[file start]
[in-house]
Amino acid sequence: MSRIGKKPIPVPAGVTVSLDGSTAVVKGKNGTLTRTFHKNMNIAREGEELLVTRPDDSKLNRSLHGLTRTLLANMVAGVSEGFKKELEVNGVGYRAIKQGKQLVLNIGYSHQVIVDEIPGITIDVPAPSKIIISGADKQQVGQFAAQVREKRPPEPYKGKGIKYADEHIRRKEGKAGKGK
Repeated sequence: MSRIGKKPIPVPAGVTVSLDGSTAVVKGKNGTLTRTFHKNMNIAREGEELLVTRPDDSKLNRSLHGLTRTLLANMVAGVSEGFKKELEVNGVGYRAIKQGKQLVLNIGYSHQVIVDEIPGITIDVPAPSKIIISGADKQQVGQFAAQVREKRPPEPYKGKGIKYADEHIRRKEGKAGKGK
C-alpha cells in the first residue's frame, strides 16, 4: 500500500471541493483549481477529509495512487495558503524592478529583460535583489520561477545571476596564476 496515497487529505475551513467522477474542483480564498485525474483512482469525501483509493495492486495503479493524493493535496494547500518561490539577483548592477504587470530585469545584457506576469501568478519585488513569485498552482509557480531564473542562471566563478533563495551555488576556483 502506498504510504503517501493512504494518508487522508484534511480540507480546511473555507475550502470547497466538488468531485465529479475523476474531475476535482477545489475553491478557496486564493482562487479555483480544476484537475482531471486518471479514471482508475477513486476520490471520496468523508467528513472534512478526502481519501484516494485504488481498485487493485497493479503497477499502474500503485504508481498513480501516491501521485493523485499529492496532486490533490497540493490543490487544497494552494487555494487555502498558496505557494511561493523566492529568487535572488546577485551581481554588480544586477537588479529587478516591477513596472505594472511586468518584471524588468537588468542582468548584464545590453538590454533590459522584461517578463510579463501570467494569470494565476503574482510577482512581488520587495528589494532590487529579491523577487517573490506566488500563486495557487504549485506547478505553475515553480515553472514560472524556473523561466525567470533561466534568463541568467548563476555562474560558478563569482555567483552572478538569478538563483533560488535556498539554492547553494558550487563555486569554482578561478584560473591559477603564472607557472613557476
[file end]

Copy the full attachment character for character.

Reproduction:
[in-house]
Amino acid sequence: MSRIGKKPIPVPAGVTVSLDGSTAVVKGKNGTLTRTFHKNMNIAREGEELLVTRPDDSKLNRSLHGLTRTLLANMVAGVSEGFKKELEVNGVGYRAIKQGKQLVLNIGYSHQVIVDEIPGITIDVPAPSKIIISGADKQQVGQFAAQVREKRPPEPYKGKGIKYADEHIRRKEGKAGKGK
Repeated sequence: MSRIGKKPIPVPAGVTVSLDGSTAVVKGKNGTLTRTFHKNMNIAREGEELLVTRPDDSKLNRSLHGLTRTLLANMVAGVSEGFKKELEVNGVGYRAIKQGKQLVLNIGYSHQVIVDEIPGITIDVPAPSKIIISGADKQQVGQFAAQVREKRPPEPYKGKGIKYADEHIRRKEGKAGKGK
C-alpha cells in the first residue's frame, strides 16, 4: 500500500471541493483549481477529509495512487495558503524592478529583460535583489520561477545571476596564476 496515497487529505475551513467522477474542483480564498485525474483512482469525501483509493495492486495503479493524493493535496494547500518561490539577483548592477504587470530585469545584457506576469501568478519585488513569485498552482509557480531564473542562471566563478533563495551555488576556483 502506498504510504503517501493512504494518508487522508484534511480540507480546511473555507475550502470547497466538488468531485465529479475523476474531475476535482477545489475553491478557496486564493482562487479555483480544476484537475482531471486518471479514471482508475477513486476520490471520496468523508467528513472534512478526502481519501484516494485504488481498485487493485497493479503497477499502474500503485504508481498513480501516491501521485493523485499529492496532486490533490497540493490543490487544497494552494487555494487555502498558496505557494511561493523566492529568487535572488546577485551581481554588480544586477537588479529587478516591477513596472505594472511586468518584471524588468537588468542582468548584464545590453538590454533590459522584461517578463510579463501570467494569470494565476503574482510577482512581488520587495528589494532590487529579491523577487517573490506566488500563486495557487504549485506547478505553475515553480515553472514560472524556473523561466525567470533561466534568463541568467548563476555562474560558478563569482555567483552572478538569478538563483533560488535556498539554492547553494558550487563555486569554482578561478584560473591559477603564472607557472613557476